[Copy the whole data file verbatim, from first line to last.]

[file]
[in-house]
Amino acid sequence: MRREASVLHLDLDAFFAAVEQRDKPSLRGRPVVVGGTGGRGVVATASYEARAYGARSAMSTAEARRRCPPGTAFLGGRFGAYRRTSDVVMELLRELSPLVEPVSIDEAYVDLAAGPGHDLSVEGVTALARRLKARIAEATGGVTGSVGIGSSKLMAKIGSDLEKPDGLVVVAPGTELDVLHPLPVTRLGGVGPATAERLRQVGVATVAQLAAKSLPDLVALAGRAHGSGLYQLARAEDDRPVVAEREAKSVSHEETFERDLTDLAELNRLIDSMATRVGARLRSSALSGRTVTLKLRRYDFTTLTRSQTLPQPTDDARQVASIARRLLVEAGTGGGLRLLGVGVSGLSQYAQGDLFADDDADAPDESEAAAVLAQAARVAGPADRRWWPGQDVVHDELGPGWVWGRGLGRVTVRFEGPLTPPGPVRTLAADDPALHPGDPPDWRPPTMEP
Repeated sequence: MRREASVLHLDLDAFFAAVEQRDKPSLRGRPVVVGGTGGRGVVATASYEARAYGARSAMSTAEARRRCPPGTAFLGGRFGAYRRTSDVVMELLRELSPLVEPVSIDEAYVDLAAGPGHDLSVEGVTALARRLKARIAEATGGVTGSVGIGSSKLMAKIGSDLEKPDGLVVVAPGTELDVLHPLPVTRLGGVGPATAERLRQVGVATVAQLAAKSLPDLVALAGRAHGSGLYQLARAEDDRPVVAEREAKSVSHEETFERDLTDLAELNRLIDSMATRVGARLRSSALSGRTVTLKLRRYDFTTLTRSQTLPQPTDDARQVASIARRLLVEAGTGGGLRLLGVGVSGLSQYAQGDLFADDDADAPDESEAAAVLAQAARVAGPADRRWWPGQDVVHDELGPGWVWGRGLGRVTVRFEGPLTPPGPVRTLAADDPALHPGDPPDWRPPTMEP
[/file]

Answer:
[in-house]
Amino acid sequence: MRREASVLHLDLDAFFAAVEQRDKPSLRGRPVVVGGTGGRGVVATASYEARAYGARSAMSTAEARRRCPPGTAFLGGRFGAYRRTSDVVMELLRELSPLVEPVSIDEAYVDLAAGPGHDLSVEGVTALARRLKARIAEATGGVTGSVGIGSSKLMAKIGSDLEKPDGLVVVAPGTELDVLHPLPVTRLGGVGPATAERLRQVGVATVAQLAAKSLPDLVALAGRAHGSGLYQLARAEDDRPVVAEREAKSVSHEETFERDLTDLAELNRLIDSMATRVGARLRSSALSGRTVTLKLRRYDFTTLTRSQTLPQPTDDARQVASIARRLLVEAGTGGGLRLLGVGVSGLSQYAQGDLFADDDADAPDESEAAAVLAQAARVAGPADRRWWPGQDVVHDELGPGWVWGRGLGRVTVRFEGPLTPPGPVRTLAADDPALHPGDPPDWRPPTMEP
Repeated sequence: MRREASVLHLDLDAFFAAVEQRDKPSLRGRPVVVGGTGGRGVVATASYEARAYGARSAMSTAEARRRCPPGTAFLGGRFGAYRRTSDVVMELLRELSPLVEPVSIDEAYVDLAAGPGHDLSVEGVTALARRLKARIAEATGGVTGSVGIGSSKLMAKIGSDLEKPDGLVVVAPGTELDVLHPLPVTRLGGVGPATAERLRQVGVATVAQLAAKSLPDLVALAGRAHGSGLYQLARAEDDRPVVAEREAKSVSHEETFERDLTDLAELNRLIDSMATRVGARLRSSALSGRTVTLKLRRYDFTTLTRSQTLPQPTDDARQVASIARRLLVEAGTGGGLRLLGVGVSGLSQYAQGDLFADDDADAPDESEAAAVLAQAARVAGPADRRWWPGQDVVHDELGPGWVWGRGLGRVTVRFEGPLTPPGPVRTLAADDPALHPGDPPDWRPPTMEP